Simulation programs for lattice QCD

Lattice QCD simulations are performed on high-performance parallel computers with hundreds and thousands of processing units. The openQCD package includes some of the most advanced simulation techniques, but keeps a high degree of flexibility so that the users can select the ones to use.

Lattice theory

Currently the common features of the supported lattice theories are the following:
The O(a)-improvement includes the boundary counterterms required for the improvement of the correlation functions near the boundaries of the lattice if open, SF or open-SF boundary conditions are chosen. Either the traditional implementation of the O(a) Pauli term in the quark action or an "exponential" variant (which offers some technical advantages) may be used. For the quark fields phase-periodic boundary conditions in the space directions are implemented too.

Simulation algorithm

The simulation programs are based on the HMC or the SMD (Stochastic Molecular Dynamics) algorithm. For the strange and the heavier quarks, a rational approximation of the exact pseudo-fermion action is used as in the RHMC algorithm. Several advanced techniques are implemented that can be configured at run time:
All these depend on a number of parameters, whose values are passed to the simulation program together with those of the action parameters (coupling constants, quark masses, etc.) through a structured input parameter file.

Master-field simulations

Since version 2.0, openQCD includes various technical improvements (quadruple-precision accumulation of large sums, uniform-norm solver stopping criterion, etc.), which are expected to make master-field simulations of very large lattices numerically safe.

Program features

The programs parallelize in 0,1,2,3 or 4 dimensions, depending on what is specified at compilation time. They are highly optimized for machines with current Intel or AMD processors, but should run correctly on any system complying with the IEEE 754, ISO C89, MPI 1.2 and (since openQCD 2.4) OpenMP 4.5 standards.

For the purpose of testing and code development, the programs can also be run on a desktop or laptop computer. All what is needed for this is a compliant C compiler and a local MPI installation such as Open MPI.


The simulation programs have a modular form, with strict prototyping and a minimal use of external variables. Each program file contains a small number of externally accessible functions whose functionality is described at the top of the file.

The data layout is explained in various README files and detailed instructions are given on how to run the main programs. Further documentation, specifying the normalization conventions and algorithms used, is included in the doc directory.


The initial release of the openQCD package was written by Martin Lüscher and Stefan Schaefer. Support for Schrödinger functional boundary conditions was added by John Bulava. Phase-periodic boundary conditions for the quark fields were introduced by Isabel Campos and the implementation of the "exponential" variant of the O(a) Pauli term was developed by Antonio Rago. Several modules were taken over from the DD-HMC program tree, which includes contributions from Luigi Del Debbio, Leonardo Giusti, Björn Leder and Filippo Palombi.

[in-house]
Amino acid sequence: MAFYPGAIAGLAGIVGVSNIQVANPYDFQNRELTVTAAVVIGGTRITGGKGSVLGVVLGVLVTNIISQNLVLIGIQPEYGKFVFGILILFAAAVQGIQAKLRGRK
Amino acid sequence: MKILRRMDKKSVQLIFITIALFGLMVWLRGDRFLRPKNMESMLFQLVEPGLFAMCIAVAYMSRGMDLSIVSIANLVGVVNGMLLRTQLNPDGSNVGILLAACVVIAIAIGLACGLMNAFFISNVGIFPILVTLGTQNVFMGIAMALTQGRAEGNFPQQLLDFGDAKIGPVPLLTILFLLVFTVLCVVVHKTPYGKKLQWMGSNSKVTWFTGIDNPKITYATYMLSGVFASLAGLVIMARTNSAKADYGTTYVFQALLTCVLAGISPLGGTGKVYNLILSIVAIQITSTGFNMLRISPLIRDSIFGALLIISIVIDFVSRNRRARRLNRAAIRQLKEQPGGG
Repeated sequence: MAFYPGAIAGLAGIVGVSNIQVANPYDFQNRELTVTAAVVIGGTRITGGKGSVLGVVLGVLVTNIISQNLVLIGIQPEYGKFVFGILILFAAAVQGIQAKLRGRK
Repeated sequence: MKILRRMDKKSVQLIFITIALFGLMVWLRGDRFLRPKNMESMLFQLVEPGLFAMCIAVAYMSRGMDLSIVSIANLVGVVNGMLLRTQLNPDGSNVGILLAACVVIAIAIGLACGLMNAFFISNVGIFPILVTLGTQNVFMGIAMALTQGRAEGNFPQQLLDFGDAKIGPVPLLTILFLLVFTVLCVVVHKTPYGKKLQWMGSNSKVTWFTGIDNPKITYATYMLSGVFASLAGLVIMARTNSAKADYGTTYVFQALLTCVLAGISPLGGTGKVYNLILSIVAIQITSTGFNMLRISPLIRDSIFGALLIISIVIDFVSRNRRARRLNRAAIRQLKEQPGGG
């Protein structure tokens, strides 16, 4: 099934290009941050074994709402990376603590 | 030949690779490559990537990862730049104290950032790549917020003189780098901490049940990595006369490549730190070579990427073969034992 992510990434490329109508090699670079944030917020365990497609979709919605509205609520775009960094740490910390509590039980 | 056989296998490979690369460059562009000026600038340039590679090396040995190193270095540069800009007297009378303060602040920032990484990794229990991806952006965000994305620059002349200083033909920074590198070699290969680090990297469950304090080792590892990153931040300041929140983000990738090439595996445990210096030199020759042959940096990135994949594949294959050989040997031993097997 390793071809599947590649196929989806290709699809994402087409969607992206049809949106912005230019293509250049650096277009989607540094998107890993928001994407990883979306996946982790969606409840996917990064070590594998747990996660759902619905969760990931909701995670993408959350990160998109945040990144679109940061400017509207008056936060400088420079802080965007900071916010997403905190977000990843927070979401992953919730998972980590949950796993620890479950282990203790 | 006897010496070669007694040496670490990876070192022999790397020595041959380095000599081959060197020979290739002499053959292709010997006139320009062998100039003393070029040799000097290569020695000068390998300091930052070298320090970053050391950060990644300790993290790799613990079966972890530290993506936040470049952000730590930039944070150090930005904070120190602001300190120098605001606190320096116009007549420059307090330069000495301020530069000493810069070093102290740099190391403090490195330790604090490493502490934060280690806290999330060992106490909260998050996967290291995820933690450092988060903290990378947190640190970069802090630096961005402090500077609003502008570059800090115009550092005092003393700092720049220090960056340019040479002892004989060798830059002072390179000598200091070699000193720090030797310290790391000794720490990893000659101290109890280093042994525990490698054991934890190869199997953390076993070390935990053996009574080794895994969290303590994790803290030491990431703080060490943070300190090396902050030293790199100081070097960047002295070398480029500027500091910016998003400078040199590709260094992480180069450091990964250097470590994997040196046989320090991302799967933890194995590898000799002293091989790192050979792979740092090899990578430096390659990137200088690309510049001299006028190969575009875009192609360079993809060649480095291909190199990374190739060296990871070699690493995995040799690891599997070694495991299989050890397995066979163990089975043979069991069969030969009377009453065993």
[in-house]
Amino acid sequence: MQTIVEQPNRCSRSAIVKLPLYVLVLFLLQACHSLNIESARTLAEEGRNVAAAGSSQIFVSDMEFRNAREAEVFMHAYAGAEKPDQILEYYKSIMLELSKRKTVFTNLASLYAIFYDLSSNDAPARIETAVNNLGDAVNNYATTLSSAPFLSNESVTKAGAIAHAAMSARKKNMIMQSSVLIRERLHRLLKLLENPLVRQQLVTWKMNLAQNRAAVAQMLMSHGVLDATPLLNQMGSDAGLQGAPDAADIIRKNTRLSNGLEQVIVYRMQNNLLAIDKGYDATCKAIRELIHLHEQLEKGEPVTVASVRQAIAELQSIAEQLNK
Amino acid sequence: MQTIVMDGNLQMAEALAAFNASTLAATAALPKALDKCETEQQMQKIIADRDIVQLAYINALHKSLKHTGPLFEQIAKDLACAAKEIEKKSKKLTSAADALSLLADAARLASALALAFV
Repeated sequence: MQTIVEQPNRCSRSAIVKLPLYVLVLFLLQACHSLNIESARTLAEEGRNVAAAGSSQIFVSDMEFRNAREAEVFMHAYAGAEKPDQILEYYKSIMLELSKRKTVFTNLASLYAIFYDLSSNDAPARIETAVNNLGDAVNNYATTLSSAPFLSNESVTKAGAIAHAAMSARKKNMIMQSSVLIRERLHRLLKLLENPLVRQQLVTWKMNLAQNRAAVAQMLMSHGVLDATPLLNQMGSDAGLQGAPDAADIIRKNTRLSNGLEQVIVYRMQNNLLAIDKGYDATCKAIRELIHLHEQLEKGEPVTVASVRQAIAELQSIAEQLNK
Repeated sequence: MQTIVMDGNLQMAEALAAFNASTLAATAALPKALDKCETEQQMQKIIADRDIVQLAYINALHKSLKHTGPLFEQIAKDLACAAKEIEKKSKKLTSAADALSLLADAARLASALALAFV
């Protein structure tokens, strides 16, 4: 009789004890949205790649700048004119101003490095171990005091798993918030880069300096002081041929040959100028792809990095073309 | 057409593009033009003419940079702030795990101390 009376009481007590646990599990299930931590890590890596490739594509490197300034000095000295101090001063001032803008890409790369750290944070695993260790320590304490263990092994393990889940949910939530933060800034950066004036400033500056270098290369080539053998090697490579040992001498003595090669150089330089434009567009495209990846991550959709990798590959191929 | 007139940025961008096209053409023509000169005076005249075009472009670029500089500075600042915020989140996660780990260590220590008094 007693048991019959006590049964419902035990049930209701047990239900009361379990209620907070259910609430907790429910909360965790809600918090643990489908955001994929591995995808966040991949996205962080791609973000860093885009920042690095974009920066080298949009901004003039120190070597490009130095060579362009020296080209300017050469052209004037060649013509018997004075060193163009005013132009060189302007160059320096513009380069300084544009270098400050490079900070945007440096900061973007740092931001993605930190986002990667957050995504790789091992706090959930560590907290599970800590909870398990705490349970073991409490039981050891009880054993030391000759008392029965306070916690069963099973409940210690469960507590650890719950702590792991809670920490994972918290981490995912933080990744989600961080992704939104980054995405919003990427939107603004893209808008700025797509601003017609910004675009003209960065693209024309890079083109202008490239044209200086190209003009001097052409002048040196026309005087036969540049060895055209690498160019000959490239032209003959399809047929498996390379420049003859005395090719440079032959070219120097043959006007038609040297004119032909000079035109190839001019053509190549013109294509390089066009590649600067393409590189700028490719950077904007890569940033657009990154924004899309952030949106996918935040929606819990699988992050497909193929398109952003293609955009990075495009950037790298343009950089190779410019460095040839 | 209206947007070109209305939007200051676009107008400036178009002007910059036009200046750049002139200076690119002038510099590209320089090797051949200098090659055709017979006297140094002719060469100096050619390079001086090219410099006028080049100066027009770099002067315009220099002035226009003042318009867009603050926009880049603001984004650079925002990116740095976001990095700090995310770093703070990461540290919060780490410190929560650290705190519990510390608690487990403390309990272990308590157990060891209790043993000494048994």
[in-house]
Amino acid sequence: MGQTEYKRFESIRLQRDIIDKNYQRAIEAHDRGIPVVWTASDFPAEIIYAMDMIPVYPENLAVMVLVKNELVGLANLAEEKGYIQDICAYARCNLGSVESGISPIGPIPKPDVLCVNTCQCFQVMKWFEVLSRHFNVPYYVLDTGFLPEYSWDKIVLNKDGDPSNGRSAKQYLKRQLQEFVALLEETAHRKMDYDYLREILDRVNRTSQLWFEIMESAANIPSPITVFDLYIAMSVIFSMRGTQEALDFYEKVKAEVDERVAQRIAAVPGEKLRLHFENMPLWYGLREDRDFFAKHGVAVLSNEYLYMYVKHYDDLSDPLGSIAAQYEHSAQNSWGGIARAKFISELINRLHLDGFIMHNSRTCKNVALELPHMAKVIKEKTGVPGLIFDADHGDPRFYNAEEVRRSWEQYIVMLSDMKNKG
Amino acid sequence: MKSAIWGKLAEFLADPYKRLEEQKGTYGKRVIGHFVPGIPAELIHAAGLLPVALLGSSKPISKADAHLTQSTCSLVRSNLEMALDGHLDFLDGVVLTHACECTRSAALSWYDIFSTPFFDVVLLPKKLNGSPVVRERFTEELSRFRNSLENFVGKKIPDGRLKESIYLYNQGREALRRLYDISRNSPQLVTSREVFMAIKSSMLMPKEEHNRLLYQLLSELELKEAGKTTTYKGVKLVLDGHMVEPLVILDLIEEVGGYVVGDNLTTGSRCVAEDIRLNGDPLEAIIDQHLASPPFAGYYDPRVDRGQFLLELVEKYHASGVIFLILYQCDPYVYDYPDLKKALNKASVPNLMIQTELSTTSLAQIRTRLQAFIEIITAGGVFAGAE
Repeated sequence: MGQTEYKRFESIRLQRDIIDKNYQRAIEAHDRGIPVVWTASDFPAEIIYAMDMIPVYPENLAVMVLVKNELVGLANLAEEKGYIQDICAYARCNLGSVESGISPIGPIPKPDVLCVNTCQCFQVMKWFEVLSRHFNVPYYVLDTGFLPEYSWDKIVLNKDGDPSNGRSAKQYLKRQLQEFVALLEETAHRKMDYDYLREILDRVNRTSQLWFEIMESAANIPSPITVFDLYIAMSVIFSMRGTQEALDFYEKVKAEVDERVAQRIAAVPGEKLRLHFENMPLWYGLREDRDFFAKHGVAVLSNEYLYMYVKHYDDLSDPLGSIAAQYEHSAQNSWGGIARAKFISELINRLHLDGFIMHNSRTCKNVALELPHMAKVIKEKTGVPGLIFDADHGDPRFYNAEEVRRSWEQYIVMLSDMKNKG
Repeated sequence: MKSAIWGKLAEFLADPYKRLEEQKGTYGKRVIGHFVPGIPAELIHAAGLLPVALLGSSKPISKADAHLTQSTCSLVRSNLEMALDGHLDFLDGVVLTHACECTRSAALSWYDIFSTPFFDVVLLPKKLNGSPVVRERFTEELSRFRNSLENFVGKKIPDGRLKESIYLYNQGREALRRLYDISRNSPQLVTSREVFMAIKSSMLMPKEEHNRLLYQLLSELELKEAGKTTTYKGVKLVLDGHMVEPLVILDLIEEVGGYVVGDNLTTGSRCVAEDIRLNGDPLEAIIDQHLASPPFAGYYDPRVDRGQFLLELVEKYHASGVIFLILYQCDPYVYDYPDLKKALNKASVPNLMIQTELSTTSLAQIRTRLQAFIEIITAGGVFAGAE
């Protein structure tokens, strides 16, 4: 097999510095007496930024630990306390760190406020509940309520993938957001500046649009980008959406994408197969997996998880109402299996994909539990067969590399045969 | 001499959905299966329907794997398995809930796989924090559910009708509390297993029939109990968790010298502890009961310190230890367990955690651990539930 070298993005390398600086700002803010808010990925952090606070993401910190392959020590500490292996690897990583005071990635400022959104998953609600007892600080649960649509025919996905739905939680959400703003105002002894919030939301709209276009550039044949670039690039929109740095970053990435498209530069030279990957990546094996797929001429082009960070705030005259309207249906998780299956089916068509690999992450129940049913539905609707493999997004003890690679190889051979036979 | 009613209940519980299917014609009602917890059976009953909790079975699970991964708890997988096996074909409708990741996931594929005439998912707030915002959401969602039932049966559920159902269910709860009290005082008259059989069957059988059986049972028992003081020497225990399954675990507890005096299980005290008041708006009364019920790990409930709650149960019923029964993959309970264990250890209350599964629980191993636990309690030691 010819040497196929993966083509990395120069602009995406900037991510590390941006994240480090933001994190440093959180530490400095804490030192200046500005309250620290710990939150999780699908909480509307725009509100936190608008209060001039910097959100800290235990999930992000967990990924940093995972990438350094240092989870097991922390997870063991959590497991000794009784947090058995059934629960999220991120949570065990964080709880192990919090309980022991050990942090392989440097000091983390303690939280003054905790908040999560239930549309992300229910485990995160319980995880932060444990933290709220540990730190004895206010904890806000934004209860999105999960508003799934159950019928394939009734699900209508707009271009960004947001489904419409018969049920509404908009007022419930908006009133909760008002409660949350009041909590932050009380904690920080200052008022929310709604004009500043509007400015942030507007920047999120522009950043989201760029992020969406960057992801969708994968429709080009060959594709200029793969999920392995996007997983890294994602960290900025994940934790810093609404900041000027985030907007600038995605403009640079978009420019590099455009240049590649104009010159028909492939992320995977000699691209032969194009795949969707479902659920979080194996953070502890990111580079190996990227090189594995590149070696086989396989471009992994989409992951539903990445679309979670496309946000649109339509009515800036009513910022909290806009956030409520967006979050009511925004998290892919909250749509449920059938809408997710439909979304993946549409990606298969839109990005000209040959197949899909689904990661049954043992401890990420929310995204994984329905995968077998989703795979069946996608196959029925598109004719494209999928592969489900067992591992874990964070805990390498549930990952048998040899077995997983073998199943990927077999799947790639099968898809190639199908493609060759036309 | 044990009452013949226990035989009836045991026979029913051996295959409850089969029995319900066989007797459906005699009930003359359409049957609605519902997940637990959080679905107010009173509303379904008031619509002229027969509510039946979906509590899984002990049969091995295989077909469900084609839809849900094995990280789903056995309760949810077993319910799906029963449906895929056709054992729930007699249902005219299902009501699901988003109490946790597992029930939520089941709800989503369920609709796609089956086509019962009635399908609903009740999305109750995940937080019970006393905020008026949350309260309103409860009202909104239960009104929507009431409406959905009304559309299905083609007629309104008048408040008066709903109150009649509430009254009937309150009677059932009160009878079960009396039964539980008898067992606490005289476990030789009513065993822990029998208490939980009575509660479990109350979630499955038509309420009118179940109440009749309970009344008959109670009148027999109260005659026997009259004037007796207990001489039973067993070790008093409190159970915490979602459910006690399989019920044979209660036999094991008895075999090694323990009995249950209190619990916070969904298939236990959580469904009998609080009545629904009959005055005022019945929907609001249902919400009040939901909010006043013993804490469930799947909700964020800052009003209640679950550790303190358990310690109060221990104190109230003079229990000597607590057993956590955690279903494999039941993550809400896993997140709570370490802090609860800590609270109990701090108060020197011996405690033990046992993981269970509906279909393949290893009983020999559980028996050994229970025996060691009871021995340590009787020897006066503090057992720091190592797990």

In the course of the development of the openQCD code, many people suggested corrections and improvements or tested preliminary versions of the programs. The authors are particularly grateful to Isabel Campos, Dalibor Djukanovic, Georg Engel, Leonardo Giusti, Björn Leder, Daniel Mohler, Carlos Pena and Hubert Simma for their communications and help.


The publicly available openQCD releases are

    openQCD-2.4.2.tar.gz (latest stable release)

See the CHANGELOG file for a summary of the changes made from one version to the next and there is an up-to-date list of known bugs. The packages contain the source code, usage instructions and other documentation files. After unpacking, first read the README file in the top directory.


The software may be used under the terms of the GNU General Public Licence (GPL).

Alternative packages and complementary programs

There is a publicly available BG/Q version of openQCD that takes advantage of the machine-specific features of IBM BlueGene/Q computers.

As explained here, the most time-consuming parts of the programs can be further accelerated using AVX-512 intrinsics on machines supporting these instructions. A publicly available code implementing this in openQCD-1.6 may work with later versions of openQCD too.

The openQCD programs currently do not support reweighting in the quark masses, but a module providing this functionality can be downloaded from here.

Another extension of openQCD-1.6, openQCD-FASTSUM, supports simulations of anisotropic lattices and fermion actions in which the gauge-field variables are replaced by stout-smeared ones.

The inclusion of electro-magnetic effects in QCD simulations is conceptually non-trivial and requires important additions to (and modifications of) the code provided by openQCD. A complete QCD+QED program package derived from openQCD is available here and described in detail in this paper.

Full-fledged QCD simulation programs tend to have many adjustable parameters. In the case of openQCD, most parameters are passed to the programs through a human-readable structured file. Liam Keegan's sleek graphical editor for these parameter files offers some guidance and complains when inconsistent parameter values are entered.

Last updated 04 January 2024